Those squirrels are onto something. (Photo: Getty Images)
Love nuts? You’re in luck — they just might help you live longer.
That’s what new research published in the International Journal of Epidemiology has found. For the study, researchers analyzed the nut and peanut butter intake of more than 120,000 adults aged 55-69 in the Netherlands, as well as their mortality rates years later.
They discovered that people who ate tree nuts (such as almonds, cashews, and walnuts) as well as peanuts had a lower risk of dying from cancer, diabetes, cardiovascular disease, respiratory illness, and neurodegenerative diseases — essentially all the major causes of death — during the time period of the study. The results were the same for men and women.
Participants needed to eat at least 10 grams of nuts or peanuts a day to see the benefits, researchers found. Luckily, it’s not hard to eat that amount daily.
While peanuts typically aren’t touted for their health benefits as much as tree nuts, researchers discovered that they were just as effective as other types of nuts at lowering a person’s risk.
The relationship between nut intake and heart disease has been studied in the past: Research published in the journal Nutrition, Metabolism, and Cardiovascular Diseases found that frequent nut consumption may protect postmenopausal women against heart disease, and a 2014 study published in The American Journal of Clinical Nutrition found a link between eating nuts and a lowered risk of developing heart disease, as well as an overall risk of an earlier death. However, unlike the new research, it could not find a link between nuts and a reduced chance of developing diabetes.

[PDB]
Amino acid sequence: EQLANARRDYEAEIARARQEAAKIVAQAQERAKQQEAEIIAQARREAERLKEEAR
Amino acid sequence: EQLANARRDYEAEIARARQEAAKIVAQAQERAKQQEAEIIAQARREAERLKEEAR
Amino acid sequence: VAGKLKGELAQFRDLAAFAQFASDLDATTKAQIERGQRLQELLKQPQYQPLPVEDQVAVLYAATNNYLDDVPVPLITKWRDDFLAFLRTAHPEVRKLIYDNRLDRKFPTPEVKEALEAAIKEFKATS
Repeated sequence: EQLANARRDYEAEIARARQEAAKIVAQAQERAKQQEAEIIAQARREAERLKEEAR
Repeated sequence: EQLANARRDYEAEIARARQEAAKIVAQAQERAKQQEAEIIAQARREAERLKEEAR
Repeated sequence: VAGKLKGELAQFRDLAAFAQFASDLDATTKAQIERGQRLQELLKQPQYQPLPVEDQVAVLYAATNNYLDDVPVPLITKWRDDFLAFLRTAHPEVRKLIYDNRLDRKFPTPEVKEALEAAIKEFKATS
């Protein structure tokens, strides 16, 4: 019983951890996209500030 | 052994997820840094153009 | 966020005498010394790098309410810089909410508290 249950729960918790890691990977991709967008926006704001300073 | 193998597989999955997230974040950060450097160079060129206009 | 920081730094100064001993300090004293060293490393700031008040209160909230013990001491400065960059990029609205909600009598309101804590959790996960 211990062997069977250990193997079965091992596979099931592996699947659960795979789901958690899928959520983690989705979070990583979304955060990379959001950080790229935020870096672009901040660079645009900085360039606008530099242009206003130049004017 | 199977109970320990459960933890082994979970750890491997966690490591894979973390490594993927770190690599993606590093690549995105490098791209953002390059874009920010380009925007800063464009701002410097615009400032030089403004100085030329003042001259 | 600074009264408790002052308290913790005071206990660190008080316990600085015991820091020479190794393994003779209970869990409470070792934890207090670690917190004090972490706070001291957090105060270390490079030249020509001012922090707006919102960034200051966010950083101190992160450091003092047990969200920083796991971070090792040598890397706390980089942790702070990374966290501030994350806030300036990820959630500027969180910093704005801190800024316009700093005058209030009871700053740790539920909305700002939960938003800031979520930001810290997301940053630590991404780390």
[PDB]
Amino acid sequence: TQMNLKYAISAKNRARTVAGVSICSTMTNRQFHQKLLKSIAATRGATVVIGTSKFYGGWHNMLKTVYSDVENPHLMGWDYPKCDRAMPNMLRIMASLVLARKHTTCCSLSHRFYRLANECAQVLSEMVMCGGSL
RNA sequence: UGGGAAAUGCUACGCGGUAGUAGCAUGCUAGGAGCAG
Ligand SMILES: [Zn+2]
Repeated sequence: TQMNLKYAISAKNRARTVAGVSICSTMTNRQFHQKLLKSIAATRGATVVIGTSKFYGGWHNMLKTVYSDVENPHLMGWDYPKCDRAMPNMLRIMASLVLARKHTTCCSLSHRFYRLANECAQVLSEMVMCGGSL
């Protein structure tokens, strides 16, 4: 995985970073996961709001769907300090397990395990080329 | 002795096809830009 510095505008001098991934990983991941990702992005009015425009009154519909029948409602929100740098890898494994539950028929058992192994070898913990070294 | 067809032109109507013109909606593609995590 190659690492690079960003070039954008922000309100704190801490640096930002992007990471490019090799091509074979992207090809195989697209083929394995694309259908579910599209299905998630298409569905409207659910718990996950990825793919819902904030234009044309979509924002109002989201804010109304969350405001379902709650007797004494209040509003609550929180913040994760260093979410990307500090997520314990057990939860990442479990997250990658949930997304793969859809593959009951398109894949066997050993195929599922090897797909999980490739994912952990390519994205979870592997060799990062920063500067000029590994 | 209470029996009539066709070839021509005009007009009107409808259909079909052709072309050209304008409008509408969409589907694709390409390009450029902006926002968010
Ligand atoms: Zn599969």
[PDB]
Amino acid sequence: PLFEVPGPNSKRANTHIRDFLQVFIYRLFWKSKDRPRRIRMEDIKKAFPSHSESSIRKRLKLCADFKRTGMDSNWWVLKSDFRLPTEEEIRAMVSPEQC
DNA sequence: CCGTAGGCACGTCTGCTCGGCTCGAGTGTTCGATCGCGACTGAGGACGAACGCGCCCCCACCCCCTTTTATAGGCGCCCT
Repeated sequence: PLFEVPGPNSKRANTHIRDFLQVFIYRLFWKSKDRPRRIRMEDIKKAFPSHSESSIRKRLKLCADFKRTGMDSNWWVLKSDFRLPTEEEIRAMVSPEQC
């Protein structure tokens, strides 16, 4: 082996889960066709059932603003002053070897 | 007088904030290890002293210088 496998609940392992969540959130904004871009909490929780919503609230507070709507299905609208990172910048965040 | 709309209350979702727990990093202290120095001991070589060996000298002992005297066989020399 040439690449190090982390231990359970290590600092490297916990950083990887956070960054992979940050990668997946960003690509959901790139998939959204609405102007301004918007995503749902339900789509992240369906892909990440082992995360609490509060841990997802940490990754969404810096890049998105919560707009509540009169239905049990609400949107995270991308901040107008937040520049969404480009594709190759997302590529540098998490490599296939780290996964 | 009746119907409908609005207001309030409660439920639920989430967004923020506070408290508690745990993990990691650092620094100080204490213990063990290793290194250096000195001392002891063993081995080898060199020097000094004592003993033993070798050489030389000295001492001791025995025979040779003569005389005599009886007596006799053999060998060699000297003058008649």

So does this mean you should make nuts part of your daily diet? Absolutely, says certified dietitian-nutritionist Gina Keatley.
“Nuts are amazing,” she tells Yahoo Health, adding that they’re packed with fiber, have a form of omega-3 fatty acid that can help lower the risk of developing heart disease and can help lower cholesterol, and they contain flavonoids.
But while researchers found a link between living a longer life and nuts, they couldn’t say the same for peanut butter.
That doesn’t shock Keatley, who says that the process of getting peanut butter from peanuts (which involves high temperatures) can destroy some of its health-boosting amino acids, and possibly some of the fatty acids. And unfortunately, it’s the same for natural peanut butter as well as sugar-added versions.
Even though researchers found that a range of nuts helped lower the risk of an earlier death, Keatley says some are better than others in terms of nutrition. If you have to choose, she recommends opting for almonds, cashews, and pistachios due to their lower calorie content, and taking a pass on Macadamia nuts and pecans, which have the lowest protein along with the highest fat and calories.
Of course, it’s possible to eat too many nuts.
And as the new research found, it only takes a small amount to get the health benefits. “An ounce of nuts is a serving,” points out Keatley. “This is usually not enough to satisfy someone, so they eat more.” She also notes that canned nuts are often salted and contain additional oils, which can pack on the calories.
To keep from OD’ing on nuts, she recommends shelling your own — the process of cracking each one open will slow you down and help you to feel fuller, faster, so you can reap the health benefits without expanding your waistline.
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